Despite the advent of technologies such as videoconferencing which allow international business associates to stay connected from the comfort of their own boardroom, global corporate travel continues to increase. There is therefore an increase in corporate laptops, phones and other devices crossing borders every day, which may be targeted by malicious actors to access sensitive information or hack into networks. This ultimately compromises the ongoing operation and security of an organisation.
The Australian Cyber Security Centre (ACSC) and Australian Signals Directorate (ASD) provide advice regarding travelling overseas with electronic devices, which may assist organisations to secure electronic devices before, during and after overseas travel in order to prevent potential cyber incidents.
Before overseas travel
- If appropriate, staff may be provided with new devices and accounts from a pool of dedicated travel devices
- If appropriate, SCEC-endorsed tamper seals may be applied to key areas of electronic devices (e.g. USB slots)
- Educate staff on best practices including not taking their own personal devices, and conducting inspections to detect tampering
- Keep an inventory of key details of electronic devices being used for travel (e.g. serial numbers)
- Ensure devices are running vendor supported operating systems that have been securely configured
- Configure remote locate and wipe capabilities of electronic devices and ensure they are encrypted
During overseas travel
- Report any loss, suspected compromise or unusual behaviour relating to the device (including multi-factor authentication tokens) to the organisation’s designated security personnel as soon as possible
- Assume any electronic devices that have been taken out of sight (e.g. airport inspections, lost/stolen and later found/returned) are potentially compromised
- Do not allow untrusted persons to use devices, including charging their device using your laptop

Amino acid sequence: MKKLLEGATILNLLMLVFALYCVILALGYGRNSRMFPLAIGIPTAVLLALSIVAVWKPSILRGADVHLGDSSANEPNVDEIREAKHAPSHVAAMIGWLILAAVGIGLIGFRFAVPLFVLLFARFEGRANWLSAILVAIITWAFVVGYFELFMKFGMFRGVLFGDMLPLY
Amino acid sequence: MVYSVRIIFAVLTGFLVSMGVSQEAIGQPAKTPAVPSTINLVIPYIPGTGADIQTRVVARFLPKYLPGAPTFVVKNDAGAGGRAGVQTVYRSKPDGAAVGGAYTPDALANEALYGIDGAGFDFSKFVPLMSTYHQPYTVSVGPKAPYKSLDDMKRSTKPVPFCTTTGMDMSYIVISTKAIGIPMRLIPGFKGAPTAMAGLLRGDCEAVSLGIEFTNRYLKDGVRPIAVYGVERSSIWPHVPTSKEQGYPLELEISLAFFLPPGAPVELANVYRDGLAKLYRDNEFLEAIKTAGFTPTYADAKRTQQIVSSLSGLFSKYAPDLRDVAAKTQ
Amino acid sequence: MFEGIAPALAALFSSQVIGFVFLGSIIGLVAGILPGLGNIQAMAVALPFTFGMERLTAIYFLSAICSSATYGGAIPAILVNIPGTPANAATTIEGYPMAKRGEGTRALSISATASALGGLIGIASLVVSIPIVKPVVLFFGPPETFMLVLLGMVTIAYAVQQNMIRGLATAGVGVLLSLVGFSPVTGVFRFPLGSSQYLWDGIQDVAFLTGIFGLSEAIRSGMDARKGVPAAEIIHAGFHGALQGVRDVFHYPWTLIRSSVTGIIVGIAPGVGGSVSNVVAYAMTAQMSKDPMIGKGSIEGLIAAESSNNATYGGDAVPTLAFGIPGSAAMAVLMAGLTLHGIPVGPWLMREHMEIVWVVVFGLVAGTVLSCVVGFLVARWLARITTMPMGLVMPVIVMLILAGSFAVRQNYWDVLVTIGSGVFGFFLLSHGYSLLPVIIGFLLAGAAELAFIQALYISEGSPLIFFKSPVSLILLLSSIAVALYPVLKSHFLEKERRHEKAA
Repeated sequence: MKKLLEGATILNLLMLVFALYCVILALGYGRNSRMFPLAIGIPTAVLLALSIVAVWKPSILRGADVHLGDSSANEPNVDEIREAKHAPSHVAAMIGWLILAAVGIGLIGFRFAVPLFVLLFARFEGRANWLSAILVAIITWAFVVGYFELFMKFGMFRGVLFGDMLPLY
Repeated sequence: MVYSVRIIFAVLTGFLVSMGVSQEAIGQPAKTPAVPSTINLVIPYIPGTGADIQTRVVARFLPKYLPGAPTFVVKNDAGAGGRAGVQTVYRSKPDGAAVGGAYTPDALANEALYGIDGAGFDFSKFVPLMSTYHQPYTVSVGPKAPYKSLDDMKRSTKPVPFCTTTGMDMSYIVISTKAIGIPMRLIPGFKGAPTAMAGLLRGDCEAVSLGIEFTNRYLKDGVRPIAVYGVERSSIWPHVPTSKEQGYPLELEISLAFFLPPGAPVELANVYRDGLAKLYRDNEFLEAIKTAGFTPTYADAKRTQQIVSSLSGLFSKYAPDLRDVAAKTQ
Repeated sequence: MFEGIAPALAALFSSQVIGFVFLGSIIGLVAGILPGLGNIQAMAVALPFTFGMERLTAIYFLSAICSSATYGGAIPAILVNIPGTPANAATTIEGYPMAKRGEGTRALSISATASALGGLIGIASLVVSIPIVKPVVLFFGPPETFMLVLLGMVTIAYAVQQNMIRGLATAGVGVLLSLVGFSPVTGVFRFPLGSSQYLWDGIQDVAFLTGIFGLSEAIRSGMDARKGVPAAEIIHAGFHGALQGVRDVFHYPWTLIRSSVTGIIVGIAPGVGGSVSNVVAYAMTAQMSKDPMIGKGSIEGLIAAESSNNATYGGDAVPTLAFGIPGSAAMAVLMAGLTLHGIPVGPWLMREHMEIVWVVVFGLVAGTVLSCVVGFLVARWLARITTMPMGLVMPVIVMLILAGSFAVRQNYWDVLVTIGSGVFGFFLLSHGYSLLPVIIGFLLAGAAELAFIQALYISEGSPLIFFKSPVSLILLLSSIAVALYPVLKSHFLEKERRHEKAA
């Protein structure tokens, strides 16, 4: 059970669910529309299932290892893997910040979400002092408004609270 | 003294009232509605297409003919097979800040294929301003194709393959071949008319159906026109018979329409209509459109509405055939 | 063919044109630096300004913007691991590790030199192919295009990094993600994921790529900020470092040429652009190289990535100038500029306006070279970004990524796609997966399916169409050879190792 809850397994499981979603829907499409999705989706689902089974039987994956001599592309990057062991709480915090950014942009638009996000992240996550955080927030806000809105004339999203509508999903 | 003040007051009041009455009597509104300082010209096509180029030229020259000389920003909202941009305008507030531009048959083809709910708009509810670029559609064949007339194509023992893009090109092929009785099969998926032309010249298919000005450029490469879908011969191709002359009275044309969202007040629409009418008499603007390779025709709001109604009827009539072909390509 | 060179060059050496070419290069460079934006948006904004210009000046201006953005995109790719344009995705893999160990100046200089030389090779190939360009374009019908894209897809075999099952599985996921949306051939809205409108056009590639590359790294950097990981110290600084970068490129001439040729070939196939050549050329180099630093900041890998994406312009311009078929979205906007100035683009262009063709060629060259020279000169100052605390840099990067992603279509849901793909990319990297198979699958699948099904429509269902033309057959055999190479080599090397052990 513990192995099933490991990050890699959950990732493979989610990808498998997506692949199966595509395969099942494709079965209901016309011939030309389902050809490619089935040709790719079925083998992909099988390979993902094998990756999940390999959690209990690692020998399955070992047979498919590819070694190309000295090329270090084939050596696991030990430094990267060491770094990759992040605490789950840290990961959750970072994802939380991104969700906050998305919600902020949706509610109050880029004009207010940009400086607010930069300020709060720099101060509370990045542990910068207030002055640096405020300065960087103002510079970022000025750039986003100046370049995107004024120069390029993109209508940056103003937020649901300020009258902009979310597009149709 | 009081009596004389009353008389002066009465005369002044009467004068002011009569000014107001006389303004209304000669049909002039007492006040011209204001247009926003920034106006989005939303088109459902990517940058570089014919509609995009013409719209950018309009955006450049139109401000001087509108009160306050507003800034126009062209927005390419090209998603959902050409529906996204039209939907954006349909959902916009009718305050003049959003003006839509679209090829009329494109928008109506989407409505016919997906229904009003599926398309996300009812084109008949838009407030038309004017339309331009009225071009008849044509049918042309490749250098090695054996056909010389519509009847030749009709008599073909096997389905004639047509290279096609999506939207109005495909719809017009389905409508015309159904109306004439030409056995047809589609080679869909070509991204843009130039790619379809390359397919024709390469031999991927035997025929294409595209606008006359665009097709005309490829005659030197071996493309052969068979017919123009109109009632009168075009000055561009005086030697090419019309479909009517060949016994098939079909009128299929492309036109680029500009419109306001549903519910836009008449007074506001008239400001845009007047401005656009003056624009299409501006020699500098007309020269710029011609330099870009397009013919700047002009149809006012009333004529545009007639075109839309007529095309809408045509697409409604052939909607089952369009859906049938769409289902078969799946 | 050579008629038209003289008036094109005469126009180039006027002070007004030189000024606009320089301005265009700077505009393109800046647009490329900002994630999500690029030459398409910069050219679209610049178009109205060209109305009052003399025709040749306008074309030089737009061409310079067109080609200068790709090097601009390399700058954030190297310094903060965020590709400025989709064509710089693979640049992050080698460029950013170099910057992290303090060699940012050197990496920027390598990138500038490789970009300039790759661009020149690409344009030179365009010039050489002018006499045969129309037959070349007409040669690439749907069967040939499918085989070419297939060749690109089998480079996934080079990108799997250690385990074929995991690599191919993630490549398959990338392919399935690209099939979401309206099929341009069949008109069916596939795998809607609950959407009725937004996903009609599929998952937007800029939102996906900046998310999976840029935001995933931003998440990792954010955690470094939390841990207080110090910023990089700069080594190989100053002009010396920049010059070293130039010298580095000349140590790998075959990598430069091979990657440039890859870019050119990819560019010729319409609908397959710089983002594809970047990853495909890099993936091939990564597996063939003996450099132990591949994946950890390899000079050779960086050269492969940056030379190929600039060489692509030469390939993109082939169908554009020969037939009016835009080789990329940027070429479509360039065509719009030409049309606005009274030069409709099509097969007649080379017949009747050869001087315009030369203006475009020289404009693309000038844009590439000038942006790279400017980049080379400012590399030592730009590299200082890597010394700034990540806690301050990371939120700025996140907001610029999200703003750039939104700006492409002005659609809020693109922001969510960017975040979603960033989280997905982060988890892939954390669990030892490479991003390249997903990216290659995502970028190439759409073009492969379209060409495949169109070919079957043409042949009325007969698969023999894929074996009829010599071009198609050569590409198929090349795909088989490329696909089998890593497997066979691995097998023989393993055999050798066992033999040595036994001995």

- Only use chargers supplied with devices
- Never leave devices unattended, including in check-in luggage or hotel safes
- Store login credentials separately to devices
- Use Virtual Private Network (VPN) connections and avoid use of untrusted Wi-Fi networks
- Use encrypted Voice over IP (VoIP) applications for making calls
- Disable communication capabilities such as Wi-Fi and Bluetooth when not in use
- Do not keep devices in close proximity to sensitive conversations
- Avoid re-using removable media after connecting it to another organisation’s electronic devices
- Ensure removable media provided by other organisations for data transfers are appropriately checked for malware prior to being connected to your devices
- Never use any gifted electronic devices, especially removable media such as USB sticks, both whilst travelling and in Australia
After overseas travel
- If appropriate, reset user credentials used with electronic devices
- If appropriate, monitor user accounts of personnel that had recently travelled overseas for indicators of compromise (e.g. failed login attempts)
- Sanitise electronic devices and removable media
- Decommission multi-factor authentication tokens that left the physical possession of travelling personnel
- If there are suspicions that a device may be compromised, following sanitisation it may be redeployed for purposes that do not pose a security risk, or in extreme cases, decommissioned.
Personnel travelling internationally with corporate electronic devices may present an attractive target to malicious cyber actors, who are aware that strict cyber security protocols are often not employed by business travellers. Following best practices to ensure the security of electronic devices before, during and after overseas travel can help companies to avoid potentially costly cyber incidents.